The  traffic light system will be used to indicate cases where different types of data exists or does not exist for a particular protein. Various aspects of the underlying contributing information is envisaged to be available for further analyses using clustering and drill down/through capabilities. The screen will be dynamic showing relevant information by providing the ability to filter and will provide links to external systems where appropriate.

Produce an “easy to use” data integration and analysis software system for the Australia/New Zealand HPP effort, and to make data collections from these resource discoverable through ANDS’s Research Data Australia

  • The Proteome Browser project will implement Phase 1 in 2012 with Phase 2 completing in 2013.
  • The outcome will be an online tool for the international research community.
  • HUPO endorses this initiaitve.

These are the targets we want to meet

  • Integrate up to 4 data sources into the web interface during Phase 1
  • Integrate potentially 4 additional data sources during Phase 2
  • Register data collections from these sources, and associated parties, activities and services, with ANDS' Research Data Australia
  • Build an extensible platform that can be extended to potentially include other chromosomes and organisms

This is how our community will gain.

  • Assist Australian/NZ and International efforts in completing a map of the Human Proteome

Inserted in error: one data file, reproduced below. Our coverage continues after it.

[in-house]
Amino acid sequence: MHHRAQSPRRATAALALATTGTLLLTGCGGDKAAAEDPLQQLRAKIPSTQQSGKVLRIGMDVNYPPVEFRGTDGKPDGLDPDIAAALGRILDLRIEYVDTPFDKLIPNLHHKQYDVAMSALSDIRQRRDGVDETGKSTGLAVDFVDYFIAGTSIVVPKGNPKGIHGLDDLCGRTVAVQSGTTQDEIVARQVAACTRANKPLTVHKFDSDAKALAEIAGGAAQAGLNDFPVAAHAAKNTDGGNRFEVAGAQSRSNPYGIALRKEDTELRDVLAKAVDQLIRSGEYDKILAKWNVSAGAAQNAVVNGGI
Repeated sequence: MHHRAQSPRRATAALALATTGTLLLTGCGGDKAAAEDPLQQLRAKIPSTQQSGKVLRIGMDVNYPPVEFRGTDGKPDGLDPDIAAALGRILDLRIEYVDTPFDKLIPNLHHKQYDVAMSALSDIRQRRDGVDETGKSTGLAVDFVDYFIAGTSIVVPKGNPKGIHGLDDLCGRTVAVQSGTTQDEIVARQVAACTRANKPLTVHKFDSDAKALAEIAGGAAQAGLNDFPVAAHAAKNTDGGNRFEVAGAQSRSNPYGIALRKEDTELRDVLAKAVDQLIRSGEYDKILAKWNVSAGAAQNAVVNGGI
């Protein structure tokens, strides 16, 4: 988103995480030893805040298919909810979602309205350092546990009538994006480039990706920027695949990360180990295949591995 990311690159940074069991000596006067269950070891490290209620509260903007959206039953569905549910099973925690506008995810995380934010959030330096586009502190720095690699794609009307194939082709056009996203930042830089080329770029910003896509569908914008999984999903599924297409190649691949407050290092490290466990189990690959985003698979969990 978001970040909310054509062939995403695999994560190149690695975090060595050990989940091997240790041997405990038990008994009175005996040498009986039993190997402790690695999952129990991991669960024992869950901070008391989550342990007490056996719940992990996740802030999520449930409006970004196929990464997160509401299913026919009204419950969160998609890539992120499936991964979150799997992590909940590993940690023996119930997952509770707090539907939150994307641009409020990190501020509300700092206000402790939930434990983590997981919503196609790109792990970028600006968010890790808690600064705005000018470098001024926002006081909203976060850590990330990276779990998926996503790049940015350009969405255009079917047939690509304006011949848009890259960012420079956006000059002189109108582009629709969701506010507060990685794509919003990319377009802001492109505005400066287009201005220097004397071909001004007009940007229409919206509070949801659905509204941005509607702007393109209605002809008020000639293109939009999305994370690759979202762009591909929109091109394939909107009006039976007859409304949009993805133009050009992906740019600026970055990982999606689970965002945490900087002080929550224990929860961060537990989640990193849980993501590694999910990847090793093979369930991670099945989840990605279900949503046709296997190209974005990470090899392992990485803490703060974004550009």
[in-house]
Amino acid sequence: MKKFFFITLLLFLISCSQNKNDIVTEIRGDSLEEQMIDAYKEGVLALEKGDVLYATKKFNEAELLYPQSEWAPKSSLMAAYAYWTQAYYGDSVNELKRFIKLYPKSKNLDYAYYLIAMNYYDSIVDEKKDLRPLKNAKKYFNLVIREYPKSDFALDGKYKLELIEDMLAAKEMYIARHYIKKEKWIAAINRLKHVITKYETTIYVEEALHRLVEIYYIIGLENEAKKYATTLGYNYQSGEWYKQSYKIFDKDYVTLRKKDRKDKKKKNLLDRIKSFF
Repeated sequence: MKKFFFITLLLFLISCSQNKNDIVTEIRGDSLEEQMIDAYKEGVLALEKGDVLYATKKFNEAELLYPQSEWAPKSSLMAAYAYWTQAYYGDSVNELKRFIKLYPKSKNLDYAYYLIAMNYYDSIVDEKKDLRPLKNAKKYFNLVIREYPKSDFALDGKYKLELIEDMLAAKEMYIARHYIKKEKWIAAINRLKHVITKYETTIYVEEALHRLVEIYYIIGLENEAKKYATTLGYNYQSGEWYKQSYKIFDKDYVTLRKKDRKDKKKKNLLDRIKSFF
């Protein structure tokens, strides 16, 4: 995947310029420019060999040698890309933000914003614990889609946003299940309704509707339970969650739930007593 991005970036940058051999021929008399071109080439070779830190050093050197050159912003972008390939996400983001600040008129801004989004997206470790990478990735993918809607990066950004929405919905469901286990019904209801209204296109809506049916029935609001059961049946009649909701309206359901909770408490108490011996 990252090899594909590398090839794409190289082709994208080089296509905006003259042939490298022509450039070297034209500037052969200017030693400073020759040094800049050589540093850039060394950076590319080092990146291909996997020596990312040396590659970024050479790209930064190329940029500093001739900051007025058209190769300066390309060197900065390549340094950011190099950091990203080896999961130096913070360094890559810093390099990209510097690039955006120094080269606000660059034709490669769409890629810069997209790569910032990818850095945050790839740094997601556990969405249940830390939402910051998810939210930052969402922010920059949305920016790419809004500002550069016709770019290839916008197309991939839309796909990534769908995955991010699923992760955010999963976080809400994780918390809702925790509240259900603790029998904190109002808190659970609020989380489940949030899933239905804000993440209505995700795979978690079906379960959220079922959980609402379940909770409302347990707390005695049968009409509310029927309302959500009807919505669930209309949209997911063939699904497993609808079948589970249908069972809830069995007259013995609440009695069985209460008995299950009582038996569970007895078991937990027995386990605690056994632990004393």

• Map of the human proteome, even a partial one, will help elucidate biological and molecular function and advance diagnosis and treatment of diseases
  • Approach may also be applied to other animals and plants

Approach

  • Development of the solution is being led by the Australian/NZ Proteomics community
  • International engagement and consultation is being sought
  • Solution will be owned by the international Proteomics community, not an organisation
  • Solution will be designed and developed in a way that it is relatively easy to install by research institutions
  • Developed software will be open source

Deliverables

Phase Deliverables Measure of success
Phase 1
  • Integration of 4 proteomic data sources
  • Traffic Light Matrix
  • Registration of sample RIF-CS collections with RDA
- Acceptance of the release by the Product Owners
- Majority acceptance by steering committee at the Steering Committee meeting in October
- Acceptance by ANDS of the sample collections
Phase 2
  • Integration of 4 more proteomics data sources
  • Updated Traffic Light Matrix for the 4 additional sources
  • Registration of data collections with RDA
  • Delivery of Demonstration of Value messages by the Research Champions
- Acceptance of the release by the Product Owners
- Majority acceptance by steering committee at the Steering Committee meeting in December
- Acceptance by ANDS of the collections and the final progress report
- Successful delivery of a value message to the Australian HPP consortium and Proteomics Australia by the Research Champion(s)

Project Constraints

  • Only data sources that are in the public domain or those that provide re-use licenses will be used
    How the constraint will be managed: Wherever feasible public domain (i.e. no constraints) proteomics data sources will be used. If a data source requires a re-use license this will be obtained as soon as possible.
Comments